Sunday, August 31, 2014

September Opry Highlights

Here are the important and historical events that have taken place at the Grand Ole Opry, or involving Opry members, during the month of September.

September 15, 1903: Country Music Hall of Fame member and the "King of Country Music" Roy Acuff was born in Maynardsville, Tennessee. Roy came to the Grand Ole Opry in 1938 and he would remain an Opry member until his death in 1992. I think it is safe to say that Roy was the most influential member in the history of the Opry and the Opry hasn't been the same since he passed away.

September 13, 1911: The "Father of Bluegrass Music" Bill Monroe was born in Rosine, Kentucky. He came to the Opry in October 1939 and he would remain a part of the Opry until his death in 1996.

September 17, 1913: Hank Williams was born. Really nothing else needs to be added. While his time at the Opry would be short, it was very eventful.

September 26, 1925: One of the most popular members in the history of the Opry, Marty Robbins was born near Glendale, Arizona. Marty first came to the Opry in 1953 and shortly after that became an Opry member. His 11:30 Opry shows were legendary. Marty would remain an Opry member until he passed away in December 1982.

September 26, 1926: Jerry Clower was born near Liberty, Mississippi. Jerry joined the Opry in 1973 and was the last member to join the Opry prior to its move to the new Grand Ole Opry House. This great comedian remained an Opry member until his death in 1998. In the history of the Opry, there have been some great comedians and this is something that is missing at the Opry today.

September 1, 1931: Lecil Travis Martin, better known as "Boxcar Willie" was born in Sterratt, Texas. He made his Grand Ole Opry debut in 1980 at the age of 49 and a year later he became a member. He was one of the first country entertainers to have a theater in Branson, Missouri and in his later years he spent most of his time performing there. He passed away in 1999.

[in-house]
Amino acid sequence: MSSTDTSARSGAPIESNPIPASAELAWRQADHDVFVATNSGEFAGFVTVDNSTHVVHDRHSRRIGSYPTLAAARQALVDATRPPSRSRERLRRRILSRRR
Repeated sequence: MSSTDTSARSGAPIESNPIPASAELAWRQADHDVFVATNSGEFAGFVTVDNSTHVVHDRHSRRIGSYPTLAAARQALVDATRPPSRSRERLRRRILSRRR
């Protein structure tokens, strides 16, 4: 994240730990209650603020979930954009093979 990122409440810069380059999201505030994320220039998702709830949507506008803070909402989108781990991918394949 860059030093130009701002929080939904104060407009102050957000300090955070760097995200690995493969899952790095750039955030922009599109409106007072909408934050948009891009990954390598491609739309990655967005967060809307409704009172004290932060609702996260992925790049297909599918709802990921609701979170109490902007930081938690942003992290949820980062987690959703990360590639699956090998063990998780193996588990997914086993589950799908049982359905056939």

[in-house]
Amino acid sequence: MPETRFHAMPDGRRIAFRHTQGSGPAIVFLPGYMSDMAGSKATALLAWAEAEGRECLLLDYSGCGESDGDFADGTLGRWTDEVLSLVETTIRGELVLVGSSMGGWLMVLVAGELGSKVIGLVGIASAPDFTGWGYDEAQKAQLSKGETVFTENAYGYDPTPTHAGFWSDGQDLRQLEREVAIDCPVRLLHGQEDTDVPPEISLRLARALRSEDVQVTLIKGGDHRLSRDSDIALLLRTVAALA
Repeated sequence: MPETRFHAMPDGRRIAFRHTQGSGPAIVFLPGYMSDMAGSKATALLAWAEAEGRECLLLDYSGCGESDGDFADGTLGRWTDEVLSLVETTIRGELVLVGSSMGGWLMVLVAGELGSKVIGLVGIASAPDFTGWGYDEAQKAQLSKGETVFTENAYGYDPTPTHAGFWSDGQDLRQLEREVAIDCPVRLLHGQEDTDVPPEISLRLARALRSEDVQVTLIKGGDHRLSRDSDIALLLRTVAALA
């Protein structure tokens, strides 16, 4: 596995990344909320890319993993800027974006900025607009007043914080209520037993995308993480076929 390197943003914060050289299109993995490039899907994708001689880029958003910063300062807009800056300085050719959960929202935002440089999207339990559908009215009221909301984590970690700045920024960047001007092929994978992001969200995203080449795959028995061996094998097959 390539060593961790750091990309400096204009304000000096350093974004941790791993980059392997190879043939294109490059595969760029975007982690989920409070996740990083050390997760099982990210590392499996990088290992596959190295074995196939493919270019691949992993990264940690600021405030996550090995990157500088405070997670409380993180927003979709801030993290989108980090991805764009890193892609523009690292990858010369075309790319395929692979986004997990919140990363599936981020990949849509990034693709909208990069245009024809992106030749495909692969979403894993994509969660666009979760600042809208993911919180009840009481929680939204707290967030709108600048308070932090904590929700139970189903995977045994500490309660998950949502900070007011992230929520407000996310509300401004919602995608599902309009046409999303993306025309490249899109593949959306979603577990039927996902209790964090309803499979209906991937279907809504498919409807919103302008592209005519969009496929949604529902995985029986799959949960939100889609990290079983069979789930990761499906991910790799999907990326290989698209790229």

September 12, 1931: George Jones was born in Saratoga, Texas. George first came to the Opry and became a member in 1956. He would leave the show and return several different times and while his Opry appearances were few and far between, he was always proud of his Opry membership. George passed away in 2013.

September 5, 1945: Wally Fowler joined the cast of the Opry. Wally was the founder of the Oak Ridge Quartet, which eventually became the Oak Ridge Boys. After he joined the Opry, Wally was frequently featured on the Prince Albert Opry shows and would sing a gospel song. Later, Wally would have some financial issues and in 1957 he sold the rights to the name Oak Ridge Quartet. Wally passed away in 1994.

September 18, 1947: On this night, and the night following, Ernest Tubb, Minnie Pearl and a host of Opry members played two shows at Carnegie Hall in New York. Here is how Ernest remembered that night, "The radio and newspaper people ignored us the first night we were there, but we turned away six thousand people and the next night, every reporter was there." Billboard Magazine reported that, "such screaming and wild applause after each number hasn't been heard in town since Frank Sinatra brought out the bobbysoxers at the Paramount."

September 4, 1948: Eddy Arnold leaves as a cast member of the Grand Ole Opry. At the time he was the Opry's biggest star and he left to headline his own CBS network radio show. Eddy did an interview with Ralph Emery in 1991 and talked about leaving the Opry, "I thought I had done as much as I could do there. I had two network radio programs outside the Opry." It was said that Eddy had outgrown the Opry. On his final night as an Opry member, Eddy finished his set and stood on the stage looking out over the Ryman Auditorium. He thanked Harry Stone, WSM, and the Opry fans and then turned to walk away from the microphone. Harold Bradley, who backed Eddie on guitar that night, would say, "We went around the curtain and he and Minnie Pearl hugged and both of them cried like babies because he was leaving." Eddy created some controversy because he was the first "star" to leave the Opry. But Irving Waugh of WSM had this to say: "We hated to see Eddy leave. But, as I recall, it didn't make that much difference to the Opry. At that stage, people were lined up all the way around the block to get in. New people, including Hank (Williams), were coming all the time." By the way, after Eddy left the Opry, he never came back.